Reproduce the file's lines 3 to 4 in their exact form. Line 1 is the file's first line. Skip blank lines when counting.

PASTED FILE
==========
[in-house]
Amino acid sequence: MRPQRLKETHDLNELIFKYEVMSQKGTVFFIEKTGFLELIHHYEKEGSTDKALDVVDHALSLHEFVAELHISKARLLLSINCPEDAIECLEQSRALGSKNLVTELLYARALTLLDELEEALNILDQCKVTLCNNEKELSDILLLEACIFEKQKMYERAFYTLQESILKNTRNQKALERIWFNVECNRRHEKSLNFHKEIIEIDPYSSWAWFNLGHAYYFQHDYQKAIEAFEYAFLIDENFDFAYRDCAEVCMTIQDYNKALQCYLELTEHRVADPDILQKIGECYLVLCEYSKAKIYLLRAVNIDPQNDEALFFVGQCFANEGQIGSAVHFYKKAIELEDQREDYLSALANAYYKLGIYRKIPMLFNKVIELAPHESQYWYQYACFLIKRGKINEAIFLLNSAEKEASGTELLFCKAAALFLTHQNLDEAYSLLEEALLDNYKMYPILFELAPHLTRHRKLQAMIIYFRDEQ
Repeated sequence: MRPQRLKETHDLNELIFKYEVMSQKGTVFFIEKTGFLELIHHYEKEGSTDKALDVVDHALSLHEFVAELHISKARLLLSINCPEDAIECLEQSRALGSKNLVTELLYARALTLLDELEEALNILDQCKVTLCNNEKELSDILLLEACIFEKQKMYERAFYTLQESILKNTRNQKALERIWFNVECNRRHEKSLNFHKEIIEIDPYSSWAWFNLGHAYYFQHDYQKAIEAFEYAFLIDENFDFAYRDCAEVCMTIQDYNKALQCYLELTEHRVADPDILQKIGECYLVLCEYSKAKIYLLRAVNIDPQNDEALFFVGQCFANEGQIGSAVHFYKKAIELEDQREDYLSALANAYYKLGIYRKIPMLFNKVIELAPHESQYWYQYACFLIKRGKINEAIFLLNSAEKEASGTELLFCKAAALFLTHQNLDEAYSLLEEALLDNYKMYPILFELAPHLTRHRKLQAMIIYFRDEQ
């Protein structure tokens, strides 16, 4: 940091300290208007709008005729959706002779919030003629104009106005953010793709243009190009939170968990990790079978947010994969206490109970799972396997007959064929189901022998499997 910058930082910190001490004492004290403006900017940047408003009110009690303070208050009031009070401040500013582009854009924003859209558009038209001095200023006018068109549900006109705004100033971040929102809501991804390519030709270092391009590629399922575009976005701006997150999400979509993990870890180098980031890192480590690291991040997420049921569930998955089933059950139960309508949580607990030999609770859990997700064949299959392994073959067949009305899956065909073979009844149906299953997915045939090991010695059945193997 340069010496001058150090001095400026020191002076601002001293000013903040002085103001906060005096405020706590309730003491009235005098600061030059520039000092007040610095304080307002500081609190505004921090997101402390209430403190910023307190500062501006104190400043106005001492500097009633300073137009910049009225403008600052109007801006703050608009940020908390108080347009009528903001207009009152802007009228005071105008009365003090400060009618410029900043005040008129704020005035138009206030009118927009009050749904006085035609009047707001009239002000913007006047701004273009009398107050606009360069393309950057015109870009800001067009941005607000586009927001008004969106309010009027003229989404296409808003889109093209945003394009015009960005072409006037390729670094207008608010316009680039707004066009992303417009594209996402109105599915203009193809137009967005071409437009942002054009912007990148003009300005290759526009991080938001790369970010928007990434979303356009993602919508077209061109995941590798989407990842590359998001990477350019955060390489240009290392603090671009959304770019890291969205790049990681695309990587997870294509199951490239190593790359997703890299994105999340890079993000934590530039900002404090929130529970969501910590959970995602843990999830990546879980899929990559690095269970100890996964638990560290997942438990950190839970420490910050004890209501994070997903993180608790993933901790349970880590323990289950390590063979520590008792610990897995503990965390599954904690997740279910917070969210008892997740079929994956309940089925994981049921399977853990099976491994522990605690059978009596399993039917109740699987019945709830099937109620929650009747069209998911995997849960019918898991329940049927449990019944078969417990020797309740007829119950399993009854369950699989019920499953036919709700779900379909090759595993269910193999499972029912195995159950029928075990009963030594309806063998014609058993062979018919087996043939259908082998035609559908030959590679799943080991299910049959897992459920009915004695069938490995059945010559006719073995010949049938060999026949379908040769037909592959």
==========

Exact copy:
Repeated sequence: MRPQRLKETHDLNELIFKYEVMSQKGTVFFIEKTGFLELIHHYEKEGSTDKALDVVDHALSLHEFVAELHISKARLLLSINCPEDAIECLEQSRALGSKNLVTELLYARALTLLDELEEALNILDQCKVTLCNNEKELSDILLLEACIFEKQKMYERAFYTLQESILKNTRNQKALERIWFNVECNRRHEKSLNFHKEIIEIDPYSSWAWFNLGHAYYFQHDYQKAIEAFEYAFLIDENFDFAYRDCAEVCMTIQDYNKALQCYLELTEHRVADPDILQKIGECYLVLCEYSKAKIYLLRAVNIDPQNDEALFFVGQCFANEGQIGSAVHFYKKAIELEDQREDYLSALANAYYKLGIYRKIPMLFNKVIELAPHESQYWYQYACFLIKRGKINEAIFLLNSAEKEASGTELLFCKAAALFLTHQNLDEAYSLLEEALLDNYKMYPILFELAPHLTRHRKLQAMIIYFRDEQ
């Protein structure tokens, strides 16, 4: 940091300290208007709008005729959706002779919030003629104009106005953010793709243009190009939170968990990790079978947010994969206490109970799972396997007959064929189901022998499997 910058930082910190001490004492004290403006900017940047408003009110009690303070208050009031009070401040500013582009854009924003859209558009038209001095200023006018068109549900006109705004100033971040929102809501991804390519030709270092391009590629399922575009976005701006997150999400979509993990870890180098980031890192480590690291991040997420049921569930998955089933059950139960309508949580607990030999609770859990997700064949299959392994073959067949009305899956065909073979009844149906299953997915045939090991010695059945193997 340069010496001058150090001095400026020191002076601002001293000013903040002085103001906060005096405020706590309730003491009235005098600061030059520039000092007040610095304080307002500081609190505004921090997101402390209430403190910023307190500062501006104190400043106005001492500097009633300073137009910049009225403008600052109007801006703050608009940020908390108080347009009528903001207009009152802007009228005071105008009365003090400060009618410029900043005040008129704020005035138009206030009118927009009050749904006085035609009047707001009239002000913007006047701004273009009398107050606009360069393309950057015109870009800001067009941005607000586009927001008004969106309010009027003229989404296409808003889109093209945003394009015009960005072409006037390729670094207008608010316009680039707004066009992303417009594209996402109105599915203009193809137009967005071409437009942002054009912007990148003009300005290759526009991080938001790369970010928007990434979303356009993602919508077209061109995941590798989407990842590359998001990477350019955060390489240009290392603090671009959304770019890291969205790049990681695309990587997870294509199951490239190593790359997703890299994105999340890079993000934590530039900002404090929130529970969501910590959970995602843990999830990546879980899929990559690095269970100890996964638990560290997942438990950190839970420490910050004890209501994070997903993180608790993933901790349970880590323990289950390590063979520590008792610990897995503990965390599954904690997740279910917070969210008892997740079929994956309940089925994981049921399977853990099976491994522990605690059978009596399993039917109740699987019945709830099937109620929650009747069209998911995997849960019918898991329940049927449990019944078969417990020797309740007829119950399993009854369950699989019920499953036919709700779900379909090759595993269910193999499972029912195995159950029928075990009963030594309806063998014609058993062979018919087996043939259908082998035609559908030959590679799943080991299910049959897992459920009915004695069938490995059945010559006719073995010949049938060999026949379908040769037909592959």